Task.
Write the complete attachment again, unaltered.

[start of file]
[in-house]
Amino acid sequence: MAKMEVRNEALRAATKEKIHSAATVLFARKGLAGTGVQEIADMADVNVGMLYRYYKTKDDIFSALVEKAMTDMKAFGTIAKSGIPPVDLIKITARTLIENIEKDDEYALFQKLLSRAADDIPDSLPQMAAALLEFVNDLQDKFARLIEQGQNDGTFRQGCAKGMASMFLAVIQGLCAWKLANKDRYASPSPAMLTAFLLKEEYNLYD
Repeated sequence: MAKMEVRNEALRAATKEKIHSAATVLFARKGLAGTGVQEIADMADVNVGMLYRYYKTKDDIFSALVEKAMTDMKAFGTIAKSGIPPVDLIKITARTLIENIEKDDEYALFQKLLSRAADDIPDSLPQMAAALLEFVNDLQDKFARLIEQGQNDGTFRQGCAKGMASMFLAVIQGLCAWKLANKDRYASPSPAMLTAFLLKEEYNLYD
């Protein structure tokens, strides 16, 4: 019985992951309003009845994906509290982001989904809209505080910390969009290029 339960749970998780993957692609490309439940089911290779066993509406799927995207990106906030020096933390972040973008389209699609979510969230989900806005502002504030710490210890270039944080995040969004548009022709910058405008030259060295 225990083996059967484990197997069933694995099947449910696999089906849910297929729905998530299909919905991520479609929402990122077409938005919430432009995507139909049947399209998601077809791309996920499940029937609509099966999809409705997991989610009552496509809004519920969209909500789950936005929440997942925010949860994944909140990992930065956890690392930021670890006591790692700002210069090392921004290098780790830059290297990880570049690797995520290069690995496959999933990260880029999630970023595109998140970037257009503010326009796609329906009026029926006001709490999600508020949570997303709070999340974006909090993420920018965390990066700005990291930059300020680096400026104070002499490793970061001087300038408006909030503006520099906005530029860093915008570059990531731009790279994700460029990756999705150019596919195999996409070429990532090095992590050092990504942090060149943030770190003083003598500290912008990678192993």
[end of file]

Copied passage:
[in-house]
Amino acid sequence: MAKMEVRNEALRAATKEKIHSAATVLFARKGLAGTGVQEIADMADVNVGMLYRYYKTKDDIFSALVEKAMTDMKAFGTIAKSGIPPVDLIKITARTLIENIEKDDEYALFQKLLSRAADDIPDSLPQMAAALLEFVNDLQDKFARLIEQGQNDGTFRQGCAKGMASMFLAVIQGLCAWKLANKDRYASPSPAMLTAFLLKEEYNLYD
Repeated sequence: MAKMEVRNEALRAATKEKIHSAATVLFARKGLAGTGVQEIADMADVNVGMLYRYYKTKDDIFSALVEKAMTDMKAFGTIAKSGIPPVDLIKITARTLIENIEKDDEYALFQKLLSRAADDIPDSLPQMAAALLEFVNDLQDKFARLIEQGQNDGTFRQGCAKGMASMFLAVIQGLCAWKLANKDRYASPSPAMLTAFLLKEEYNLYD
């Protein structure tokens, strides 16, 4: 019985992951309003009845994906509290982001989904809209505080910390969009290029 339960749970998780993957692609490309439940089911290779066993509406799927995207990106906030020096933390972040973008389209699609979510969230989900806005502002504030710490210890270039944080995040969004548009022709910058405008030259060295 225990083996059967484990197997069933694995099947449910696999089906849910297929729905998530299909919905991520479609929402990122077409938005919430432009995507139909049947399209998601077809791309996920499940029937609509099966999809409705997991989610009552496509809004519920969209909500789950936005929440997942925010949860994944909140990992930065956890690392930021670890006591790692700002210069090392921004290098780790830059290297990880570049690797995520290069690995496959999933990260880029999630970023595109998140970037257009503010326009796609329906009026029926006001709490999600508020949570997303709070999340974006909090993420920018965390990066700005990291930059300020680096400026104070002499490793970061001087300038408006909030503006520099906005530029860093915008570059990531731009790279994700460029990756999705150019596919195999996409070429990532090095992590050092990504942090060149943030770190003083003598500290912008990678192993």